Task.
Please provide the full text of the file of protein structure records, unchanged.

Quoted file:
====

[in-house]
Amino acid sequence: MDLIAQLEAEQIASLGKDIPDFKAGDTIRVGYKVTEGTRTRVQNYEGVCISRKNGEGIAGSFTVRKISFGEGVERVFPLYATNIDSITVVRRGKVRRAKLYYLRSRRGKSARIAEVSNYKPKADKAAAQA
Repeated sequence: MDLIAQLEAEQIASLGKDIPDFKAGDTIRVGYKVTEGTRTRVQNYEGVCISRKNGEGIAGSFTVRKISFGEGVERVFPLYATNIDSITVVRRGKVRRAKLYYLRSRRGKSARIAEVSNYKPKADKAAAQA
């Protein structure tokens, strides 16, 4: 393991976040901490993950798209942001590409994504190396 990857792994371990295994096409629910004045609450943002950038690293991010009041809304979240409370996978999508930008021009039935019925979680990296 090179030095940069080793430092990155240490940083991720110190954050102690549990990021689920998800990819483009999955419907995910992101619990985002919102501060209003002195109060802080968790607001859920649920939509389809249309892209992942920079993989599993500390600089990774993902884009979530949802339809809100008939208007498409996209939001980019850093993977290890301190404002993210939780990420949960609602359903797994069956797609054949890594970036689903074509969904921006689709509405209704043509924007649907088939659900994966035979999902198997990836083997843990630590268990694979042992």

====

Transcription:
[in-house]
Amino acid sequence: MDLIAQLEAEQIASLGKDIPDFKAGDTIRVGYKVTEGTRTRVQNYEGVCISRKNGEGIAGSFTVRKISFGEGVERVFPLYATNIDSITVVRRGKVRRAKLYYLRSRRGKSARIAEVSNYKPKADKAAAQA
Repeated sequence: MDLIAQLEAEQIASLGKDIPDFKAGDTIRVGYKVTEGTRTRVQNYEGVCISRKNGEGIAGSFTVRKISFGEGVERVFPLYATNIDSITVVRRGKVRRAKLYYLRSRRGKSARIAEVSNYKPKADKAAAQA
């Protein structure tokens, strides 16, 4: 393991976040901490993950798209942001590409994504190396 990857792994371990295994096409629910004045609450943002950038690293991010009041809304979240409370996978999508930008021009039935019925979680990296 090179030095940069080793430092990155240490940083991720110190954050102690549990990021689920998800990819483009999955419907995910992101619990985002919102501060209003002195109060802080968790607001859920649920939509389809249309892209992942920079993989599993500390600089990774993902884009979530949802339809809100008939208007498409996209939001980019850093993977290890301190404002993210939780990420949960609602359903797994069956797609054949890594970036689903074509969904921006689709509405209704043509924007649907088939659900994966035979999902198997990836083997843990630590268990694979042992």